We knew all along that it was likely that not all 11 cities would adopt. At no time were we contemplating a situation where we would force any city in. —Wayne Pyle, West Valley City manager and UTOPIA board chairman
WEST VALLEY CITY — The UTOPIA board of directors voted Monday to move forward with a proposal to cede control and management of the embattled fiber-optic network to an Australia-based investment group.
The board's decision follows separate city council votes in each of the 11 UTOPIA member cities, which resulted in a 6-5 split on whether to proceed to the second of several milestones established by Macquarie Capital Group.
Wayne Pyle, West Valley City manager and UTOPIA board chairman, said Monday's board vote reflected that division of cities. While the majority of the board voted to proceed to Milestone 2, there is no obligation for dissenting cities to participate in the controversial utility fee model of the Macquarie deal, Pyle said.
"We knew all along that it was likely that not all 11 cities would adopt," he said. "At no time were we contemplating a situation where we would force any city in."
The Utah Telecommunications Open Infrastructure Agency began 12 years ago as a means to bring high-speed Internet, phone and television services to individuals and businesses along the Wasatch Front. But low sign-ups and stalled construction have left the network incomplete, serving a small base of customers and languishing in debt.
Under the Macquarie proposal, the investment group would finish construction of the network and provide basic Internet service to all residents for 30 years in exchange for a monthly utility fee of initially $18 to $20.
Pyle said the participating cities — Brigham City, West Valley City, Layton, Midvale, Perry and Tremonton — account for roughly 60 percent of the total addresses in the UTOPIA service area.
Milestone 2 is expected to be completed in the next three months, he said. During that time, Macquarie will finalize the terms of the proposal, including an updated cost structure based on the number of participating cities.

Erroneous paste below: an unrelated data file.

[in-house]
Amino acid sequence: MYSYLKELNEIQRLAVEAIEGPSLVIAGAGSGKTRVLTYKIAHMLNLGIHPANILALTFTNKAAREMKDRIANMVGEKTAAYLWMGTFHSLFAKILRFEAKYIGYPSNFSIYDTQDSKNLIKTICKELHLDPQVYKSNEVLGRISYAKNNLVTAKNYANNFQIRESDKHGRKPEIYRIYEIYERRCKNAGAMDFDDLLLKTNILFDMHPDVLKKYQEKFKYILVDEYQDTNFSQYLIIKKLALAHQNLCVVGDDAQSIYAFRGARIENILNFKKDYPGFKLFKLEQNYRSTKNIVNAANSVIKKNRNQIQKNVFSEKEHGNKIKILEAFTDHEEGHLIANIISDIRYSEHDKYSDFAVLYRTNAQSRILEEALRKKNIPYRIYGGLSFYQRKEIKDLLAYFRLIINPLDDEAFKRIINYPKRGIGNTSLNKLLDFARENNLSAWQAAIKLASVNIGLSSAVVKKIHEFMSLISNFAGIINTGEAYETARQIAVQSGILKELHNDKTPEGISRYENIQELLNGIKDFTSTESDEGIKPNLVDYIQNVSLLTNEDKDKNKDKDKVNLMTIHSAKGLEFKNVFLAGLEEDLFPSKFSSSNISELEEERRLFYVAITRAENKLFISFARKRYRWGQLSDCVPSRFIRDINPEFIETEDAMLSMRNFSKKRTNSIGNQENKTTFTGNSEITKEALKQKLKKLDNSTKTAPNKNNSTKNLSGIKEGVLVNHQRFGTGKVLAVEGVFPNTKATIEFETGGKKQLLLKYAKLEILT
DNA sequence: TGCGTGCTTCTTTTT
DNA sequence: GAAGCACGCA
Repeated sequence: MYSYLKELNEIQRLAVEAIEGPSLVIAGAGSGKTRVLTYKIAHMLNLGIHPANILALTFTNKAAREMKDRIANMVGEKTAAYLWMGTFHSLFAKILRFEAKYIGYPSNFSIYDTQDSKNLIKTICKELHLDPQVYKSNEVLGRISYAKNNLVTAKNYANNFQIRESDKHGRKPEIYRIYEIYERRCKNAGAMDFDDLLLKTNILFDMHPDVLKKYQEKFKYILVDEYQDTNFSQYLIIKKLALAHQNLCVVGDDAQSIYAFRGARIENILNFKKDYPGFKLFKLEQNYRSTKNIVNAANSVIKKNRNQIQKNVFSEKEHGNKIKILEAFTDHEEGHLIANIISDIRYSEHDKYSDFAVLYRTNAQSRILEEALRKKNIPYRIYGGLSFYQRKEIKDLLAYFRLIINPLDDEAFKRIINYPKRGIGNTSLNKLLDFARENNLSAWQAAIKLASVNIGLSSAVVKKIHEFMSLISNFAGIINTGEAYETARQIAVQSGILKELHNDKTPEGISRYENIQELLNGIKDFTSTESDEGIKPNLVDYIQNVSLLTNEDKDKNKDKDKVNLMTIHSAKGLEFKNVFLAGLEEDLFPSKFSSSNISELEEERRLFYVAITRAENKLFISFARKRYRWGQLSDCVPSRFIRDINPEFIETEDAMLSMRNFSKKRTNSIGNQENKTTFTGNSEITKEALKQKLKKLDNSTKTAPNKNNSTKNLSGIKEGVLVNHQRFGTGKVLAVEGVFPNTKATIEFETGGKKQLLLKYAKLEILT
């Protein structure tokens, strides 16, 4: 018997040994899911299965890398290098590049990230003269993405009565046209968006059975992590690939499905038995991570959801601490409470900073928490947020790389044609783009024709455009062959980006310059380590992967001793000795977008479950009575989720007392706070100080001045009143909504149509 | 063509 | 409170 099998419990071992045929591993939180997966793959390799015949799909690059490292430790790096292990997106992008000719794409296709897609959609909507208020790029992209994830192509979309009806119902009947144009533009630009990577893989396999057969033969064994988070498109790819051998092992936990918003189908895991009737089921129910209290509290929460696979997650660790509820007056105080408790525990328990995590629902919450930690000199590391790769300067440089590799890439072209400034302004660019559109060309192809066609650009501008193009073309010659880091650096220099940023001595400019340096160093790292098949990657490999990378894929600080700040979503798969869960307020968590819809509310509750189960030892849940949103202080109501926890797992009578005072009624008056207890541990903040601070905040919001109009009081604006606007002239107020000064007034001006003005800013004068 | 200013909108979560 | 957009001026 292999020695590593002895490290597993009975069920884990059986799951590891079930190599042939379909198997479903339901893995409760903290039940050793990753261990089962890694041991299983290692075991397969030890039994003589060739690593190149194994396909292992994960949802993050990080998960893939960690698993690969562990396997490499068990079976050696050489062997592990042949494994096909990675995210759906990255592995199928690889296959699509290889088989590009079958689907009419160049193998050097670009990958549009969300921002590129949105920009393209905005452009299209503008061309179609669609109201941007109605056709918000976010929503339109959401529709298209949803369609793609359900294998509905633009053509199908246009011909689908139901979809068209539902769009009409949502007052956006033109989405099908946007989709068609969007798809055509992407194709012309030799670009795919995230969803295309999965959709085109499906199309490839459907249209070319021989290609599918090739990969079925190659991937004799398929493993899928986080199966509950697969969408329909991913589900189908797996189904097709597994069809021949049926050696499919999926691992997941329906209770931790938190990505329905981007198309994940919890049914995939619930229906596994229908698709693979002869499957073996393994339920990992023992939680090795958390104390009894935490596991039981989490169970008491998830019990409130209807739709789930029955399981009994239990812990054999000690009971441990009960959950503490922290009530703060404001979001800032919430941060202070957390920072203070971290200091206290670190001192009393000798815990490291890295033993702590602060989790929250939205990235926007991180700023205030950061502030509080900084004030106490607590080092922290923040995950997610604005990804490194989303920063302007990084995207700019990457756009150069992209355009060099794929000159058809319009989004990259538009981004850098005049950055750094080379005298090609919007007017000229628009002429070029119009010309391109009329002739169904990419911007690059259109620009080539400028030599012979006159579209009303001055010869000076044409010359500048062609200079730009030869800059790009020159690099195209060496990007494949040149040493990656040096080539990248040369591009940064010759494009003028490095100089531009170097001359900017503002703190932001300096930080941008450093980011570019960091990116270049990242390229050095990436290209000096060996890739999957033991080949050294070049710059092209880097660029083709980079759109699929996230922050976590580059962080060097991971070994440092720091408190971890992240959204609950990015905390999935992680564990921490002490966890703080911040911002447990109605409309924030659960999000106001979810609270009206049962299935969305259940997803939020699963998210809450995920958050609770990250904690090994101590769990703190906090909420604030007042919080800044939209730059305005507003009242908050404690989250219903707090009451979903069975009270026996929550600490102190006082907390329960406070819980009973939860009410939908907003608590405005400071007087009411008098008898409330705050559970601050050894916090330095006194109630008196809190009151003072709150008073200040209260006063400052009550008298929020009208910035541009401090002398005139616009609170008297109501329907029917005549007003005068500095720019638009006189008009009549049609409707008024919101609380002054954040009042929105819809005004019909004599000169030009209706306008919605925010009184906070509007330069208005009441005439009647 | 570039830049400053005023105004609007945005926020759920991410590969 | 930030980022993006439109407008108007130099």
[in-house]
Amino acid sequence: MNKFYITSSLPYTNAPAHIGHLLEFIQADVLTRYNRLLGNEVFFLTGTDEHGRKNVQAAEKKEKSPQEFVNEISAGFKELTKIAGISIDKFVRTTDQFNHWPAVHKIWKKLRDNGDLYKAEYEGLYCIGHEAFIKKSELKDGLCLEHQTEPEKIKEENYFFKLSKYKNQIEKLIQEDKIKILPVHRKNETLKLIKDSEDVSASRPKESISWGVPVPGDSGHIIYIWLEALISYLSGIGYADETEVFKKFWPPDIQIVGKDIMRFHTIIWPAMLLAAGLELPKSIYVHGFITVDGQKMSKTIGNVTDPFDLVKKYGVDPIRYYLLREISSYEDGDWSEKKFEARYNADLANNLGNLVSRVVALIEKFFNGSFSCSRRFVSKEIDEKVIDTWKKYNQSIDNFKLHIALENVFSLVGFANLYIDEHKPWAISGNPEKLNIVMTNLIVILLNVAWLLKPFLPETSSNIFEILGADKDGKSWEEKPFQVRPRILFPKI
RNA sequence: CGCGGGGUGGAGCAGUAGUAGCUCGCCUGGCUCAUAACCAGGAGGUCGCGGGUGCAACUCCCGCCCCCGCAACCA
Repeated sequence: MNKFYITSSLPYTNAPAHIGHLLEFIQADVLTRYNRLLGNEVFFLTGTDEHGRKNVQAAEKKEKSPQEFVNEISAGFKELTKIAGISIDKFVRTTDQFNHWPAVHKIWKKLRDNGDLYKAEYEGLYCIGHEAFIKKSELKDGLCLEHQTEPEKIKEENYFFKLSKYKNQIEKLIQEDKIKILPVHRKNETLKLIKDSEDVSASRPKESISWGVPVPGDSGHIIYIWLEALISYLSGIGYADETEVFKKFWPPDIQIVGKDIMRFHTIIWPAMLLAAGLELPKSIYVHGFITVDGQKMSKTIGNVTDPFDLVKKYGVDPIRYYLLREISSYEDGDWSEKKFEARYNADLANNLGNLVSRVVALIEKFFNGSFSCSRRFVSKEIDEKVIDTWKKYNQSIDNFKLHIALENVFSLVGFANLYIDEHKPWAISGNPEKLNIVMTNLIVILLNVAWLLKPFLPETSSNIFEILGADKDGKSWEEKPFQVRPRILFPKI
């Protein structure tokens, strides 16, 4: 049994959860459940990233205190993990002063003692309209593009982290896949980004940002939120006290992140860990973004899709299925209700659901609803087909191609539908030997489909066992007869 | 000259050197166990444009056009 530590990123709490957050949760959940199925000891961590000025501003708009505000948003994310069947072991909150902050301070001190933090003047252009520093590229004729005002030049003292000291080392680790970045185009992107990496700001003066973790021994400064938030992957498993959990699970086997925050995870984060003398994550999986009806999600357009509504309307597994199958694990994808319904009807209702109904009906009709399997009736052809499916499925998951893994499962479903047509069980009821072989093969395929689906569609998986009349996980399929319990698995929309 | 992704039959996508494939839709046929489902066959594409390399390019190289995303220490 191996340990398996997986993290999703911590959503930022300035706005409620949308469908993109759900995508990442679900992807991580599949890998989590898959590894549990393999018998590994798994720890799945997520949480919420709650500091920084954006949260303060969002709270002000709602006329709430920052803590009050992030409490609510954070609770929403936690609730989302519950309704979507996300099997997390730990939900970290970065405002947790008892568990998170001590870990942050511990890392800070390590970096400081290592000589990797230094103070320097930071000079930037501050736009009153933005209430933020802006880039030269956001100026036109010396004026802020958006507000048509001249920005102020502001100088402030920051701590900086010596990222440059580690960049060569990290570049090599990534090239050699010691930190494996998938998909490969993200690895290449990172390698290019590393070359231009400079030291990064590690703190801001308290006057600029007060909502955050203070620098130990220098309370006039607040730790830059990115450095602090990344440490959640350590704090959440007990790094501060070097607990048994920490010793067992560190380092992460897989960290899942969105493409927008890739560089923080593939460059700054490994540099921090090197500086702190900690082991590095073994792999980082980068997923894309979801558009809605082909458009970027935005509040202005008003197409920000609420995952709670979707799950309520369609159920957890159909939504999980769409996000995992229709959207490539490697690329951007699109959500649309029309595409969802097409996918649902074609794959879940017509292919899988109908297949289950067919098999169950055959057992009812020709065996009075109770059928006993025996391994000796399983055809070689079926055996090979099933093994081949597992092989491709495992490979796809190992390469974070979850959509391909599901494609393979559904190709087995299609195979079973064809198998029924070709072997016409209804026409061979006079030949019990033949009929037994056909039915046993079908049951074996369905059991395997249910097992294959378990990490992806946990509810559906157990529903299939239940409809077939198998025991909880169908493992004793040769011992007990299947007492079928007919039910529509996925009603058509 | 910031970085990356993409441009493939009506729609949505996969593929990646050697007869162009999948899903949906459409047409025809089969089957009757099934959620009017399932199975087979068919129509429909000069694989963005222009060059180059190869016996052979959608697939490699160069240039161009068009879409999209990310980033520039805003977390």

"We assume that there is enough participation to be able to move forward," Pyle said. "It really is just a question of how are the numbers affected, and I believe they will be affected to some degree. We just don’t know what that is."
For those cities that opt out of the Macquarie proposal — which Centerville, Lindon, Murray, Orem and Payson appear poised to do following recent city council votes — Pyle said the status quo of current UTOPIA service will be effectively preserved.
Current customers in opt-out cities can expect a similar level of service and accessibility under Macquarie, Pyle said, but those cities will not benefit from an increased customer base as the network is fully built out.
"It’s probably safe to assume that as long as the system is here, whether it’s under Macquarie or under the original setup, the services for them will largely remain the same," Pyle said.
Monday's vote does not commit UTOPIA to accepting Macquarie's proposal, he said, but instead allows for cities to proceed with more information. But cities participating in Milestone 2 are also subject to greater exit costs if the deal with Macquarie is ultimately abandoned.